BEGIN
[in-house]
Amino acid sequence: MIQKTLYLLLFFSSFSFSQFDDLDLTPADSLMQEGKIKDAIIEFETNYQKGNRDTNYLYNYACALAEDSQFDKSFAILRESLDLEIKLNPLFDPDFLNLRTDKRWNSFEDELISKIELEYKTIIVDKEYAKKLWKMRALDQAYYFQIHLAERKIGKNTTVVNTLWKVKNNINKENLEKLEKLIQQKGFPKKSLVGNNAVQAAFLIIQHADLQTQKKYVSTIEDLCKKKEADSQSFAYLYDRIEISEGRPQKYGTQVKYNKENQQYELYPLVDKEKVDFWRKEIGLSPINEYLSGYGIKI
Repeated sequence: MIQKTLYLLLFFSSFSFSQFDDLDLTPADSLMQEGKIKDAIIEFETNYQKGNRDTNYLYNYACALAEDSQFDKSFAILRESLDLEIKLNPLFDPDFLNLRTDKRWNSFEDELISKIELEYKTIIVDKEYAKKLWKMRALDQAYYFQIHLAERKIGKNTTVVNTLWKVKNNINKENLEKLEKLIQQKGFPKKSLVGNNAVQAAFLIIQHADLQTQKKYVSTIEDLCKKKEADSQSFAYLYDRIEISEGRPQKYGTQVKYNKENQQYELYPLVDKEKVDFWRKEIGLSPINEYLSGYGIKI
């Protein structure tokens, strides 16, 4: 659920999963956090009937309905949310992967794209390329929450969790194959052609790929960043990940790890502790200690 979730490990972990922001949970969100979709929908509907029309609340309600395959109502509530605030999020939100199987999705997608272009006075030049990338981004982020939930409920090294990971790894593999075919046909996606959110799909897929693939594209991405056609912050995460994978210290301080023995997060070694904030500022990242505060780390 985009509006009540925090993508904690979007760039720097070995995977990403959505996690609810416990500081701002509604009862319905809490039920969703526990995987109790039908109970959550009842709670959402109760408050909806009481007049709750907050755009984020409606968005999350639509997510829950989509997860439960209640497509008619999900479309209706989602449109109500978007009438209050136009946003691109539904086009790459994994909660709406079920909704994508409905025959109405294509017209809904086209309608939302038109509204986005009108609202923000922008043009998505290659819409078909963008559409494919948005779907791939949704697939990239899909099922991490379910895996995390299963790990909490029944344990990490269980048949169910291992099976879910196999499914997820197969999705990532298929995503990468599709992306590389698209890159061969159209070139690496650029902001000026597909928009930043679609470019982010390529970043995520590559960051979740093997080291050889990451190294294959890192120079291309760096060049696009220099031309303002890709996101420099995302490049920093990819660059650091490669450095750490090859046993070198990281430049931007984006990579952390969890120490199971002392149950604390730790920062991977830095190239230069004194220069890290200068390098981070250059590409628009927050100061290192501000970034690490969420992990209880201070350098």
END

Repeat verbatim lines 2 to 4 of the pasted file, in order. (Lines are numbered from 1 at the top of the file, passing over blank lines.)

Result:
Amino acid sequence: MIQKTLYLLLFFSSFSFSQFDDLDLTPADSLMQEGKIKDAIIEFETNYQKGNRDTNYLYNYACALAEDSQFDKSFAILRESLDLEIKLNPLFDPDFLNLRTDKRWNSFEDELISKIELEYKTIIVDKEYAKKLWKMRALDQAYYFQIHLAERKIGKNTTVVNTLWKVKNNINKENLEKLEKLIQQKGFPKKSLVGNNAVQAAFLIIQHADLQTQKKYVSTIEDLCKKKEADSQSFAYLYDRIEISEGRPQKYGTQVKYNKENQQYELYPLVDKEKVDFWRKEIGLSPINEYLSGYGIKI
Repeated sequence: MIQKTLYLLLFFSSFSFSQFDDLDLTPADSLMQEGKIKDAIIEFETNYQKGNRDTNYLYNYACALAEDSQFDKSFAILRESLDLEIKLNPLFDPDFLNLRTDKRWNSFEDELISKIELEYKTIIVDKEYAKKLWKMRALDQAYYFQIHLAERKIGKNTTVVNTLWKVKNNINKENLEKLEKLIQQKGFPKKSLVGNNAVQAAFLIIQHADLQTQKKYVSTIEDLCKKKEADSQSFAYLYDRIEISEGRPQKYGTQVKYNKENQQYELYPLVDKEKVDFWRKEIGLSPINEYLSGYGIKI
């Protein structure tokens, strides 16, 4: 659920999963956090009937309905949310992967794209390329929450969790194959052609790929960043990940790890502790200690 979730490990972990922001949970969100979709929908509907029309609340309600395959109502509530605030999020939100199987999705997608272009006075030049990338981004982020939930409920090294990971790894593999075919046909996606959110799909897929693939594209991405056609912050995460994978210290301080023995997060070694904030500022990242505060780390 985009509006009540925090993508904690979007760039720097070995995977990403959505996690609810416990500081701002509604009862319905809490039920969703526990995987109790039908109970959550009842709670959402109760408050909806009481007049709750907050755009984020409606968005999350639509997510829950989509997860439960209640497509008619999900479309209706989602449109109500978007009438209050136009946003691109539904086009790459994994909660709406079920909704994508409905025959109405294509017209809904086209309608939302038109509204986005009108609202923000922008043009998505290659819409078909963008559409494919948005779907791939949704697939990239899909099922991490379910895996995390299963790990909490029944344990990490269980048949169910291992099976879910196999499914997820197969999705990532298929995503990468599709992306590389698209890159061969159209070139690496650029902001000026597909928009930043679609470019982010390529970043995520590559960051979740093997080291050889990451190294294959890192120079291309760096060049696009220099031309303002890709996101420099995302490049920093990819660059650091490669450095750490090859046993070198990281430049931007984006990579952390969890120490199971002392149950604390730790920062991977830095190239230069004194220069890290200068390098981070250059590409628009927050100061290192501000970034690490969420992990209880201070350098």